It had been far, far, far too long since we had seen our friends, Reynette and Ralph AhSam, or made our way from Omaha south to Vine Street Cellars in Glenwood, Iowa, but life had caught up with us, and a new house, new jobs, and the birth of our son had cut substantially into our free time. So last night, it was a special pleasure for us to visit our friends and their winery again, to share conversation and ideas, pizza and wine, and stories about life.
A lot had happened in the few years since we once frequented Vine Street Cellars and saw the AhSam family more often. The tasting room was much the same, still immaculately kept and elegant with the grand bar in the middle and the library shelves stacked with wine lining the walls. But much else was brewing. Apple trees, which were but saplings when we last viewed them, were now producing fruit equal to being juiced and turned into cider, and the county jail located next door to the winery had been shut down, only to be purchased by the AhSam’s and gutted in preparation for exciting things to come. We took a brief tour lead by Reynette, and were excited to share in the vision. For our part, we shared stories of our new work, the wine business we’re starting and, of course, our son Titus, who sat happily in a high chair and chewed on a rubber giraffe while we talked. In a similar vein yet a far different stage of life, the AhSam’s son Ramsay had graduated from college at Iowa State, and had returned to manage the family’s vineyards. We look forward to seeing him again soon as well.
Our conversation last night was paired with a bottle of Vine Street’s Norton, a long-time favorite of mine. The state grape of Missouri (where it is often referred to as “Cynthiana”) Norton grows well in the Loess Hills area, which we learned recently became the second AVA in Iowa. A deep purple hue, the nose of VSC Norton is laced in notes of cocoa and black fruits, then transitions to a palate of blueberry and blackberry, with subtle hints of raspberry and leather mingling in behind the more prominent flavors. Full bodied and bone dry from start to finish, it’s one of the best examples of the varietal I’ve ever had. So smooth and easy drinking, yet truly a full-bodied dry red in a region of the country that trends often toward the lighter, sweeter side of viticulture, it’s been one of my favorite midwestern red wines for quite some time now.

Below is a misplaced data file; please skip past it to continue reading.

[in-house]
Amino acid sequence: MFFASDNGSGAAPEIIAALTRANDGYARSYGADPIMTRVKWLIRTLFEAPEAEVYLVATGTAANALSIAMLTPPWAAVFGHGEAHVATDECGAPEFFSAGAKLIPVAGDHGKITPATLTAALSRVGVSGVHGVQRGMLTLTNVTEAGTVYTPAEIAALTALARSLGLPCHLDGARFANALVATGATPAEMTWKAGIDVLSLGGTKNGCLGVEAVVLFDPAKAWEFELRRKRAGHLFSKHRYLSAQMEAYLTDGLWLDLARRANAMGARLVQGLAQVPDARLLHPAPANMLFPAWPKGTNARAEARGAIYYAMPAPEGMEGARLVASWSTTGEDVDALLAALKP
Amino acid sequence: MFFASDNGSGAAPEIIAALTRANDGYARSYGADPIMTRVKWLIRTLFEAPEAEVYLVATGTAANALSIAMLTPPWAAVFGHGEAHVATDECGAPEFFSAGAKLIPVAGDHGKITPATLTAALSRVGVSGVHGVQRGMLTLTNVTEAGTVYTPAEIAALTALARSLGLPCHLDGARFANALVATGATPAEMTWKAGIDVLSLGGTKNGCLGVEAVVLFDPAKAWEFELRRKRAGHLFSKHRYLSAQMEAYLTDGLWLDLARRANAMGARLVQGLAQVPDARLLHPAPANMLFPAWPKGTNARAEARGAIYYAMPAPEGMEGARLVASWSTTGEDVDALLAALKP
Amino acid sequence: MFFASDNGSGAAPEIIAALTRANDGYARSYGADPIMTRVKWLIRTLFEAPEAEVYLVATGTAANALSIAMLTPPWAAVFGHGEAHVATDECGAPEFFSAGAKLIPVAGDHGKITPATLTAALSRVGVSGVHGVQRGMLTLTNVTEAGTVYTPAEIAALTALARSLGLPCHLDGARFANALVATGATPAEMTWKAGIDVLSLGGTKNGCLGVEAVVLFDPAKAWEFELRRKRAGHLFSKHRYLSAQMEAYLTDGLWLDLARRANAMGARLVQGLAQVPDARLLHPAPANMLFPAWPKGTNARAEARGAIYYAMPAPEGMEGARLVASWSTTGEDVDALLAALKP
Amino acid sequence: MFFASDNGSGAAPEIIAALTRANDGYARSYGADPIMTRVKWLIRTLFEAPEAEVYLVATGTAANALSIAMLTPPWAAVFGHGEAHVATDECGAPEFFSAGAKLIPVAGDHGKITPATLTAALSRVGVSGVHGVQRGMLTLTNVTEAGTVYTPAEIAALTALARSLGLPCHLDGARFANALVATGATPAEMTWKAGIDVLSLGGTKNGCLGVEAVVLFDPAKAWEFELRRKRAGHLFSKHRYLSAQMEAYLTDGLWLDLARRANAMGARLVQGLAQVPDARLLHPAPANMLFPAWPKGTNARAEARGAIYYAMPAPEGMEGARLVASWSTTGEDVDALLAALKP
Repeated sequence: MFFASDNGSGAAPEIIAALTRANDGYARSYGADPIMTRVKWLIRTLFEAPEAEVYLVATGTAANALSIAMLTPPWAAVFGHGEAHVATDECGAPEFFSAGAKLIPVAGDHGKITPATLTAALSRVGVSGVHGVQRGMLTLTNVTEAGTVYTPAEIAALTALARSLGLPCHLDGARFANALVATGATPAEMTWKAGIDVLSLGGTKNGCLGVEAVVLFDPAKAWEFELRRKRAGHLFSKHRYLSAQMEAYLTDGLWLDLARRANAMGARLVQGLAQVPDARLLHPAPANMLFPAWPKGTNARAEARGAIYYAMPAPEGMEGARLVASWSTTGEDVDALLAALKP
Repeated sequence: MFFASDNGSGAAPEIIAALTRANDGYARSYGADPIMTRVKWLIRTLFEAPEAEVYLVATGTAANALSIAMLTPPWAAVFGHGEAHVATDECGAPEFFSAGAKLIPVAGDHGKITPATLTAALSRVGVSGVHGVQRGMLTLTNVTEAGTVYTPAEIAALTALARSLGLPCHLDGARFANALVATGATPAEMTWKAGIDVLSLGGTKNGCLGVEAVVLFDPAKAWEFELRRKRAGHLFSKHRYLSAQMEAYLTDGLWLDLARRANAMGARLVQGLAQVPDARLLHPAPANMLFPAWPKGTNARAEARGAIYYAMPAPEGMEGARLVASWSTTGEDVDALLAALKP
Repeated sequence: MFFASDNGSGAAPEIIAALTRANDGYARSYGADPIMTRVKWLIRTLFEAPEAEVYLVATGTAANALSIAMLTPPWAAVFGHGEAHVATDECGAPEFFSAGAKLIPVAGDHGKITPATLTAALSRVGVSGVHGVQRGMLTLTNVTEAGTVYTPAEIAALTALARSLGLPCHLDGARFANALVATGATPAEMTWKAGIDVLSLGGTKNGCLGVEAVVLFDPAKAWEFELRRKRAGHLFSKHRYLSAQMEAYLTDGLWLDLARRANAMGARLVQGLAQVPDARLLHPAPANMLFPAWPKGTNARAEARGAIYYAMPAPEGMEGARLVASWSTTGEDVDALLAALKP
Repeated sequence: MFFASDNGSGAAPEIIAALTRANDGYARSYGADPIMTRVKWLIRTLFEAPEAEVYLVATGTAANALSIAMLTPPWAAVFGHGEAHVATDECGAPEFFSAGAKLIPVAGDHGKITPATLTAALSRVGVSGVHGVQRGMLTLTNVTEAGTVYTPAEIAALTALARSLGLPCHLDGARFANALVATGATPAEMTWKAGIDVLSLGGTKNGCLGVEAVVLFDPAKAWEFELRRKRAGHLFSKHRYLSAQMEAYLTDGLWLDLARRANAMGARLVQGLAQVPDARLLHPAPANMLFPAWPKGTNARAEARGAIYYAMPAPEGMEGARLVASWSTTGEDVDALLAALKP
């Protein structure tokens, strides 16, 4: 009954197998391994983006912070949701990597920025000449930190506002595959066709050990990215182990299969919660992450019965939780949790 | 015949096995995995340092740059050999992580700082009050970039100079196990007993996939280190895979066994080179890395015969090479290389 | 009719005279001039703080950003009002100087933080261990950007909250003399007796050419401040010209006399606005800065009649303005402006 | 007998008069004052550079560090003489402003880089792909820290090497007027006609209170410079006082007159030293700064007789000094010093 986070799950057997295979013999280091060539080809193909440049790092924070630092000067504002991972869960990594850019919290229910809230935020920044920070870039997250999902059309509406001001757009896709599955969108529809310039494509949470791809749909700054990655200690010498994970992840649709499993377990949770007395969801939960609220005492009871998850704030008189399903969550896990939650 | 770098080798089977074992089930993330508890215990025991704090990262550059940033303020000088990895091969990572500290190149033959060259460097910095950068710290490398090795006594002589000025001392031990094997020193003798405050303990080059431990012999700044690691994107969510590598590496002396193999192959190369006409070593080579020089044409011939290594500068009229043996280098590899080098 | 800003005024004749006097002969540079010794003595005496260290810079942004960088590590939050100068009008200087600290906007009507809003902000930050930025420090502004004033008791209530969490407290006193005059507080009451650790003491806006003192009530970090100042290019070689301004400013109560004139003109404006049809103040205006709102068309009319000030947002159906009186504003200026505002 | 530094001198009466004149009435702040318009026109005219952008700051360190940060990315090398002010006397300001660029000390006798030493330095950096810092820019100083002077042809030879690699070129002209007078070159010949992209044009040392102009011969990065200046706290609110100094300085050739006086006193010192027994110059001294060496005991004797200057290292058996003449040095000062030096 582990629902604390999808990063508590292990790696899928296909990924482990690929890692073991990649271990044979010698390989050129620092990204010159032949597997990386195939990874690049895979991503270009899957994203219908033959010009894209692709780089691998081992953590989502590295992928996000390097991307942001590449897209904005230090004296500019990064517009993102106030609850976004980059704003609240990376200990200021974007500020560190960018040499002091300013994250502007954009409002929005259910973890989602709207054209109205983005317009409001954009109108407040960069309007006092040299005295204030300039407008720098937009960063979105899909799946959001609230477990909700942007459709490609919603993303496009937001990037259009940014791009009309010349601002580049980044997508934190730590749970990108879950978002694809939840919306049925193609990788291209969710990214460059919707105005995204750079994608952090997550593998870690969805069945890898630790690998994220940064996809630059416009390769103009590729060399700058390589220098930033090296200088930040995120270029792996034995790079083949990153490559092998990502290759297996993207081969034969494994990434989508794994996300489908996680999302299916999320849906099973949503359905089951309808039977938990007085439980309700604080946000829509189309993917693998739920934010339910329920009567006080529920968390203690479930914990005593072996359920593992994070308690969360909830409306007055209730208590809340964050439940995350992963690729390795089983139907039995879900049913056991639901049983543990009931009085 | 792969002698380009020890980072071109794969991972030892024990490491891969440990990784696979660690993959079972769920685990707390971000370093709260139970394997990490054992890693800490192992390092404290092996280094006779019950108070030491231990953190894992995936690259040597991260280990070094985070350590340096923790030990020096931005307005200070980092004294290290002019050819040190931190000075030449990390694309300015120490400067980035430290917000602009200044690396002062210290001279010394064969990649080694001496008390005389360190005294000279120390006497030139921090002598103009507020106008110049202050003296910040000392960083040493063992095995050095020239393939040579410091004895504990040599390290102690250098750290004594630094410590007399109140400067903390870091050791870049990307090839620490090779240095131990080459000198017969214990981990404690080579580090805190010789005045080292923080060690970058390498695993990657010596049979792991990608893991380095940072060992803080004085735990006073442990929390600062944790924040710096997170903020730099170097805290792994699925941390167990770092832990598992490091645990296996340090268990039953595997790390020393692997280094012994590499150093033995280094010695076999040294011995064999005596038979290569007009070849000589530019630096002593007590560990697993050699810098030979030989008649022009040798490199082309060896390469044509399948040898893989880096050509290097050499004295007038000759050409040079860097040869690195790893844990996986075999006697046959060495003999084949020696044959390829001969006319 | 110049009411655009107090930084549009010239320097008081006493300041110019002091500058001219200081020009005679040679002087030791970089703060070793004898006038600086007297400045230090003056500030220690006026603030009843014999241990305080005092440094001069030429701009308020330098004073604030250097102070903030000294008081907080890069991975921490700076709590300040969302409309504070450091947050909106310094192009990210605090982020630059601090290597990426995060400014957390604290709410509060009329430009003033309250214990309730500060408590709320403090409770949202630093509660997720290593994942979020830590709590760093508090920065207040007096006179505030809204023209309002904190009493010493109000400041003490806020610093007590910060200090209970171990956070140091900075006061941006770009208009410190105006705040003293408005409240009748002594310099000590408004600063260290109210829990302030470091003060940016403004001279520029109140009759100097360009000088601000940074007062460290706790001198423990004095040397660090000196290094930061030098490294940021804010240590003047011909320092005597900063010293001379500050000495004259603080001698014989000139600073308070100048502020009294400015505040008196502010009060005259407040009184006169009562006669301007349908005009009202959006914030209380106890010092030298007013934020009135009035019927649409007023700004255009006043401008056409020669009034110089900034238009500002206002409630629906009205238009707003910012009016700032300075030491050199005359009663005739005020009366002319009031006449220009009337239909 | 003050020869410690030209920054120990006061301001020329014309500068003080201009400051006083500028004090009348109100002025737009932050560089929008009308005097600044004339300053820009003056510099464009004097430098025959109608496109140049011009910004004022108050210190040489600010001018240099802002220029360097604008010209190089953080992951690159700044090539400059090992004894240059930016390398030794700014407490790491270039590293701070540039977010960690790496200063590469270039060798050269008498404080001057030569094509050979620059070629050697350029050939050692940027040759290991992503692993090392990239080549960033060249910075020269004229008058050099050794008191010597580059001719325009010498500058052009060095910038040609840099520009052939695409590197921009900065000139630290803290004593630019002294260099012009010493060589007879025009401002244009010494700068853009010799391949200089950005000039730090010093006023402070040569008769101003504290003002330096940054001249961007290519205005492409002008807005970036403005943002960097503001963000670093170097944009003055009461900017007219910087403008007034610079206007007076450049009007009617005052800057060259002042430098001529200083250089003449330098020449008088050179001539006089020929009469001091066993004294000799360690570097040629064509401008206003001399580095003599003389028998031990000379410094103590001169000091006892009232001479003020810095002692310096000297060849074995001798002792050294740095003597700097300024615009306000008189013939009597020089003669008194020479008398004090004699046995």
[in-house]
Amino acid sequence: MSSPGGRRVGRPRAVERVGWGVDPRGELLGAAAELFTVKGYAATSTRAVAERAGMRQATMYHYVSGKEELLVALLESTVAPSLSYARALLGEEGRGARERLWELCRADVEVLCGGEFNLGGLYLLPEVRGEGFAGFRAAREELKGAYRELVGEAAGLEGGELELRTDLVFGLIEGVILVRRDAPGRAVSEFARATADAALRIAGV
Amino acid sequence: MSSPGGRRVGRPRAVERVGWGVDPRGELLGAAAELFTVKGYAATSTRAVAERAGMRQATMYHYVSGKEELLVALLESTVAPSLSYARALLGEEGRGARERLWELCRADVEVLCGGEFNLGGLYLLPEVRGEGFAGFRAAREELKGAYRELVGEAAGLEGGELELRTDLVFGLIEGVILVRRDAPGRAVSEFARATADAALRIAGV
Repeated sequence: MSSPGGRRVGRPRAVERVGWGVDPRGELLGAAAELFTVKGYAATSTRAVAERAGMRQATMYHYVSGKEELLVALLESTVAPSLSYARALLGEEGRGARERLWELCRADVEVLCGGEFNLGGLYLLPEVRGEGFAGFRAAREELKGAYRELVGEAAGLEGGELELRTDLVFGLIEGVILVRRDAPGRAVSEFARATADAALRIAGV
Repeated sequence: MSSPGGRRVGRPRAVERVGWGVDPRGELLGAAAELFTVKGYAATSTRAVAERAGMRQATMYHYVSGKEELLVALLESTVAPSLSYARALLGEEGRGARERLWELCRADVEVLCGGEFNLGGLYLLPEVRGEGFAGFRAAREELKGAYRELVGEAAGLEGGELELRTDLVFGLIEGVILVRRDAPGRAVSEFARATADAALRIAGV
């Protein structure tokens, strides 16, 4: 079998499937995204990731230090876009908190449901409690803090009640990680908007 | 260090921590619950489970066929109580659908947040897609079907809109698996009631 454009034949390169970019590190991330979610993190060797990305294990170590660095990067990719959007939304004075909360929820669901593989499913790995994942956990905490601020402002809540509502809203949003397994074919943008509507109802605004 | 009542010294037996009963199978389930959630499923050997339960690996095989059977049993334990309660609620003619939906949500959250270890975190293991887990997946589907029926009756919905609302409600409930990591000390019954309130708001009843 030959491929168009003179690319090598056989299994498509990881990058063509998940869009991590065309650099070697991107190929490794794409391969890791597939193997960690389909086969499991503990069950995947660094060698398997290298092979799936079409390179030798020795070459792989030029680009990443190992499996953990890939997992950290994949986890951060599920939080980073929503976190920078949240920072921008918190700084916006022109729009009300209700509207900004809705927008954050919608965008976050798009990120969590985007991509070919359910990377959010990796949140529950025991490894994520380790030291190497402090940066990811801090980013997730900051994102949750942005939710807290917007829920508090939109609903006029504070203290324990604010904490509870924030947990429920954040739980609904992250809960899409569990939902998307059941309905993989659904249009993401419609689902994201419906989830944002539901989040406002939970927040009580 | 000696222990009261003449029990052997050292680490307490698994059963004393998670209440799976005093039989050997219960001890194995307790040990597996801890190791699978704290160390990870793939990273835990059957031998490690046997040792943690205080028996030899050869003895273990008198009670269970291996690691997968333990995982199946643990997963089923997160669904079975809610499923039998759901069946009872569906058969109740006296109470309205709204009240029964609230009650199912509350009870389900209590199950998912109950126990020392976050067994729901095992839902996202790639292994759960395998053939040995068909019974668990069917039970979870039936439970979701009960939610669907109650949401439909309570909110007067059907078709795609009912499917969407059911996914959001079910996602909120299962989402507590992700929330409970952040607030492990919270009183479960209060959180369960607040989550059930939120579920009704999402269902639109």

I’m fully aware that I have a bias here, given that the wine was made by friends of our family. That said, if you’ve never tried Norton, I insist you start here, and if you have then I think you’ll agree with me that this is an excellent example of what can be done with the varietal. It gets 91 points on my scale with full marks for value, and highly recommended.
Read our review of Vine Street Cellars for American Winery Guide here: https://itheewine.com/2014/06/16/vine-street-cellars-review/
For more insight on Vine Street Cellars, visit our “From Grape to Glass” series, that features VSC as we chronicle the winemaking process. Parts 1-3 available now, with parts 4 on coming this fall!